TV

Meet the world's most incredible animals with real-life superpowers

Move over Avengers – the most amazing feats aren't on the big screen. Presenter of CBBC's 'Beyond Bionic' Andy Torbet takes us through the real-life superheroes of nature

We tend to live a fairly sheltered existence. I’ve been out on the ice in the Arctic stalked by polar bears – and you realise that you are not top of the food chain. It doesn’t matter how smart you think you are, how many Instagram followers you have or whether there’s the latest phone in your pocket – if a polar bear wants to eat you, it’s going to eat you.

In Beyond Bionic I go up against the superheroes of the animal kingdom, looking at how amazing these creatures are by asking if a human can compete against them. Inevitably the answer is no, so we then look at how much technology I have to use to try to compete.

And even with the best technology in the world, sometimes you can’t get close.

One example is the ostrich, which is the fastest animal on two legs. We used jetpacks, special spring-loaded running boots and we still couldn’t come anywhere near to running as fast. The mako shark can swim at 60 knots and jump nearly 10 metres out of the water. Again, we tried to do that and failed miserably.

Then we have Darwin’s bark spider, a tiny little animal that lives in the rainforest in Madagascar, that can fire its web 25 metres to catch mayflies flying up and down the river. It’s the strongest web in the world, and far stronger than steel or titanium.

Pacu are like piranhas, but they’re vegetarian. They eat nuts that fall into the river and have teeth very much like ours – it looks like they have false teeth in. They’re the same body shape as piranhas but about a metre long and 50kg in weight. They’re like underwater rhinos.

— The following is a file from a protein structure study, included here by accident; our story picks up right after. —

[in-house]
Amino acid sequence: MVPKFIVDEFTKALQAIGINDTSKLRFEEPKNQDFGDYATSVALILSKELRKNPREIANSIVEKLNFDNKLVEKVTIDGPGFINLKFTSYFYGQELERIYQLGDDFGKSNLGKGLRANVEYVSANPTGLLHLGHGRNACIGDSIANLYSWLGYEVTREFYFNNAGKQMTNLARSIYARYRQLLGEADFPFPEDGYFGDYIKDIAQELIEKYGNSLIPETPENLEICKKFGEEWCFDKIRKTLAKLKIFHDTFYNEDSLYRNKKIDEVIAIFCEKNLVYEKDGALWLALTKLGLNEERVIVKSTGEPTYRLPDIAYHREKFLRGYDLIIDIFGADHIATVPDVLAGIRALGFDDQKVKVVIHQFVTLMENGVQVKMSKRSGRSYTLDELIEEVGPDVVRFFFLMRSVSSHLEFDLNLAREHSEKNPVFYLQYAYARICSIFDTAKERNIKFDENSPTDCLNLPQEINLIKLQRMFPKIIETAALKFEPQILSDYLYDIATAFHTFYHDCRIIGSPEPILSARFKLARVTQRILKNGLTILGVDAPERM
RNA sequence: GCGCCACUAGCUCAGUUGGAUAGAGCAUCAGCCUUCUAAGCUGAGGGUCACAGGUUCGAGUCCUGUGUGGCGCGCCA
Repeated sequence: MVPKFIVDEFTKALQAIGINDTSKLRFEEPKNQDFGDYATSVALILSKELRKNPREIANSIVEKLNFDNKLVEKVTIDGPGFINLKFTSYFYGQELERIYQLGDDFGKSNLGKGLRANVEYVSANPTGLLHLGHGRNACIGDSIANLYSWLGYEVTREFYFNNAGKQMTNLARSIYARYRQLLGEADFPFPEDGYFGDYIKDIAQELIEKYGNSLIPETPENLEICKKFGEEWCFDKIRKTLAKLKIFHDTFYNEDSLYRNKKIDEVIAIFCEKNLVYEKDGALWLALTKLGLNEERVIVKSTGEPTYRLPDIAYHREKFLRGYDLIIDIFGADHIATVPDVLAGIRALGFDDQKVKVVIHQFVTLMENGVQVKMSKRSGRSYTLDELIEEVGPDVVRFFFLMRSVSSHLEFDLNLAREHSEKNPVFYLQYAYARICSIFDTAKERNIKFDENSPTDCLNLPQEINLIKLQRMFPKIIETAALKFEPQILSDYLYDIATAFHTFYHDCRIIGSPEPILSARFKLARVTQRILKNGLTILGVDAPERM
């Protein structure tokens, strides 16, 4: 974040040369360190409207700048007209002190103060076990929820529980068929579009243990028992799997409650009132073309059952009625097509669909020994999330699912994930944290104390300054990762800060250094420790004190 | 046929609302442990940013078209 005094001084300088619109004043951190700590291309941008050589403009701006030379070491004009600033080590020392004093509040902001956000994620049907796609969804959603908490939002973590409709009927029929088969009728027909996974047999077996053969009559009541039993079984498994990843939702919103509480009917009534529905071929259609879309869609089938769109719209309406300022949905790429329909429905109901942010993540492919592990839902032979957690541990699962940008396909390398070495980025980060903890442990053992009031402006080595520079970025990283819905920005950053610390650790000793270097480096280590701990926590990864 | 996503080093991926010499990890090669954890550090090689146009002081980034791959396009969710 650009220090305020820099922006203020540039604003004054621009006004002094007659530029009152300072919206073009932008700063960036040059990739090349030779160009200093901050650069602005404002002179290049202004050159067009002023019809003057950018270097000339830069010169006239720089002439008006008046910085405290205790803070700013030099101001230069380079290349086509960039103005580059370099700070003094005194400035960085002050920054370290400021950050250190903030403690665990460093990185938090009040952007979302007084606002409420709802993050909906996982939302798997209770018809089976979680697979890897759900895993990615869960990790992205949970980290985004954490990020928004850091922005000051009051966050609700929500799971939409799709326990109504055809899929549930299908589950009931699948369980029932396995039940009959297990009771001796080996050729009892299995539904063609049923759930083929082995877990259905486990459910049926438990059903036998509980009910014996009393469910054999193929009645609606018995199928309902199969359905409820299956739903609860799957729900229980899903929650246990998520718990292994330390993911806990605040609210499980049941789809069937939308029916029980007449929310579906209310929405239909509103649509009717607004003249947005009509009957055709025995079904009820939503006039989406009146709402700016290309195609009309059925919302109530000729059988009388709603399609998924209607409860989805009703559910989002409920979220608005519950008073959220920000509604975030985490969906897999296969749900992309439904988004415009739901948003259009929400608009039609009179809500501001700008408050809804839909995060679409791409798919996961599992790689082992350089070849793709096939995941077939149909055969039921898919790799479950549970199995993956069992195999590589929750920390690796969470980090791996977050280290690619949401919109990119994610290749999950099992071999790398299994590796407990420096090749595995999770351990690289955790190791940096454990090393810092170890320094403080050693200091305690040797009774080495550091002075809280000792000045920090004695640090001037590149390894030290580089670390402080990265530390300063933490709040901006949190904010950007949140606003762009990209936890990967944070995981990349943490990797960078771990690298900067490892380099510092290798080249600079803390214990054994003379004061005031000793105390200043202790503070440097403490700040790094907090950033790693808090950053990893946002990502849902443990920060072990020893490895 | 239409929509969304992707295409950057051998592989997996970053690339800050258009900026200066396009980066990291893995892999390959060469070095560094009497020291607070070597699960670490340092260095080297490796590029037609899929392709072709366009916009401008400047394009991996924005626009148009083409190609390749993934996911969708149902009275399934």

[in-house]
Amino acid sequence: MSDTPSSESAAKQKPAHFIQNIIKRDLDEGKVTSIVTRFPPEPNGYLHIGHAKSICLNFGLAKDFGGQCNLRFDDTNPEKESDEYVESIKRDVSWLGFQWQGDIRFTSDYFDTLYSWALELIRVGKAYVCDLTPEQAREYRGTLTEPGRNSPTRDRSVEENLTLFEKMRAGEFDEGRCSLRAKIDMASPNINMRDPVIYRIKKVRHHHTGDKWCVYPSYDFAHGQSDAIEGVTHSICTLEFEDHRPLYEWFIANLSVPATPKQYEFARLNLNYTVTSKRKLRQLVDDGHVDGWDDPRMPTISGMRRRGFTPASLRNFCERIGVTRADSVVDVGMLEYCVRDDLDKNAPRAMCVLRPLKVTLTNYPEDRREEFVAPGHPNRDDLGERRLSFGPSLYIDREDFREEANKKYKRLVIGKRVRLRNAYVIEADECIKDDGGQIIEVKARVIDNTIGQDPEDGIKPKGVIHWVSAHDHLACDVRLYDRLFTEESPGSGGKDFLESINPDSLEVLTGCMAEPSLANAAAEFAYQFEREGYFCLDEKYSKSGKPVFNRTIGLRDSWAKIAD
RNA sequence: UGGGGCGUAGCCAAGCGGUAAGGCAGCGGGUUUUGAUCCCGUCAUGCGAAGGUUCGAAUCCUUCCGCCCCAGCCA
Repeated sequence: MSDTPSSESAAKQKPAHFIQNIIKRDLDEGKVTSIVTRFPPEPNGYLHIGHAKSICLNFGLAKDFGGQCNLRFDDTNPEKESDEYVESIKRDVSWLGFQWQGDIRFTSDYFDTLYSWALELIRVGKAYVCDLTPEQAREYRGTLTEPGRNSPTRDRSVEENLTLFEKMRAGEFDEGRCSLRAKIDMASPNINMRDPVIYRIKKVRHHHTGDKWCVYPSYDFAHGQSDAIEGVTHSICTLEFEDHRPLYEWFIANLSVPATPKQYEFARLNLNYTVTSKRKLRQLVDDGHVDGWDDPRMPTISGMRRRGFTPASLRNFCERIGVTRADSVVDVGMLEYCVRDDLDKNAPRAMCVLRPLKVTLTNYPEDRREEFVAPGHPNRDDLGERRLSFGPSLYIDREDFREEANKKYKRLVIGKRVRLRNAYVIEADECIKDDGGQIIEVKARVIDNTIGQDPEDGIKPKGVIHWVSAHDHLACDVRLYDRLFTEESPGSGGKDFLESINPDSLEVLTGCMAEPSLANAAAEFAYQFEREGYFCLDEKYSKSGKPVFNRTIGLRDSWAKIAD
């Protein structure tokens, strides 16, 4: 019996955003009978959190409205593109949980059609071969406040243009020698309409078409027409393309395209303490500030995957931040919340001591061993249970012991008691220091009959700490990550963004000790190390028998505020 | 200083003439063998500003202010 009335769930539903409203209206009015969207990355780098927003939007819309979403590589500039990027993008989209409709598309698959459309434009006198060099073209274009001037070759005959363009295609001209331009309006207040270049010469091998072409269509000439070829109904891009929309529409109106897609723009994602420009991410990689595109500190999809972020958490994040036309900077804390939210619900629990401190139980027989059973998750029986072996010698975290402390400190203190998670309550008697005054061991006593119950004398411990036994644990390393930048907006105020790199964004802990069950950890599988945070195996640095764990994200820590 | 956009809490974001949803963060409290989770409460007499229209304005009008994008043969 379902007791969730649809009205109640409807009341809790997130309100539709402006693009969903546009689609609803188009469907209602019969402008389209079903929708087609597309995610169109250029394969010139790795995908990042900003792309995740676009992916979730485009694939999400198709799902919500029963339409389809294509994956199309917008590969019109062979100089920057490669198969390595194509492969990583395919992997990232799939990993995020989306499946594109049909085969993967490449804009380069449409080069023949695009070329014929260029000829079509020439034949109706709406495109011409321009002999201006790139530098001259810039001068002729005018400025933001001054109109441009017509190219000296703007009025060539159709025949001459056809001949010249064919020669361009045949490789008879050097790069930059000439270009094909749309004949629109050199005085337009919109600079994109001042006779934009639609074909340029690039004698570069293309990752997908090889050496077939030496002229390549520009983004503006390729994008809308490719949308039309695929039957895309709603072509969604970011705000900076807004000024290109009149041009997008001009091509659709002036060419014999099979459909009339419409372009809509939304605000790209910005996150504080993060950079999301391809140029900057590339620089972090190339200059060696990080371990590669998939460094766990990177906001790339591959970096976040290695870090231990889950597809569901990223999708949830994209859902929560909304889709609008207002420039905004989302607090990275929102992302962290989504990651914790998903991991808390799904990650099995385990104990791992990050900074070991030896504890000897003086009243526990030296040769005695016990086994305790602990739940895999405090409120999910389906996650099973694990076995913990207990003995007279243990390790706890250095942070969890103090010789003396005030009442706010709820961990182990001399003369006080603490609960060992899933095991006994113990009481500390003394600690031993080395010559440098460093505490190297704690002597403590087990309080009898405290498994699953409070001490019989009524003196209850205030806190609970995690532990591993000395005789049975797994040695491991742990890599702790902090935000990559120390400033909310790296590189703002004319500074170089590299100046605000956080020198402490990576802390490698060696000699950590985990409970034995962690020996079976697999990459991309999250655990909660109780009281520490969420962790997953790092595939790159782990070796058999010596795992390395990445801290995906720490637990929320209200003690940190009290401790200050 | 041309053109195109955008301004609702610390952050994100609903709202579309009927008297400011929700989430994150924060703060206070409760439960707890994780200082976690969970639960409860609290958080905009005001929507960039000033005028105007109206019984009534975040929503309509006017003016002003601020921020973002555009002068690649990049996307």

We take butterflies for granted because they’re so common, but when you stop and think that this animal completely changes – this is not a juvenile growing up to be something slightly different, this is a complete morphological change. When a caterpillar turns into a butterfly, that’s werewolf technology right there.

The Pompeii worm is a fairly unimpressive-looking creature – basically it’s a little grey slug – but it lives on underwater volcanoes, deep hydrothermal vents, so it is amazingly heat-resistant. It produces a mucus that coats its body, which in itself doesn’t have any heat-resistant properties, but it feeds bacteria and so grows a bacteria layer around its body which insulates it.

You’ve got some amazing superhero animals, but from a survivalist point of view some of these animals are incredible because they’ve been around for such a long time. Fossil records show the African dwarf crocodile has been around for 250 million years. It saw the dinosaurs come and go. And hissing cockroaches are almost indestructible. It is an old cliche but it’s true, if there’s ever a nuclear war that devastates the world cockroaches would survive.

I think the peregrine falcon is the most superhero-like of animals

Biomimicry looks at the incredible talents of animals, and asks how we can use what we learn to advance technology. One example is the Geckskin. It’s still very much in the research and development stage, but engineers are looking at how a gecko’s skin operates. The physics behind it is phenomenal, basically a gecko’s skin sticks to a surface like glass at a molecular level – there are molecular bonds going on – so they’re looking at how they can replicate that in a synthetic material. They’re working on a set of gloves that one day you could use to climb up a glass building.

I think the peregrine falcon is the most superhero-like of animals. It is the fastest animal in the world, it will do 242 miles an hour head down, towards prey. And it is one of the most common birds of prey in Britain. We see it all the time in cities now because it’s a cliff-dwelling bird – a building to them is just a man-made cliff – and it likes to hunt pigeons.

Andy Torbet is the new virtual guide at SEA LIFE London’s new Rainforest Adventure exhibit. @AndyTorbet

The Big Issue Earth Day Special is out now

Main image: Steve Slater/Flickr

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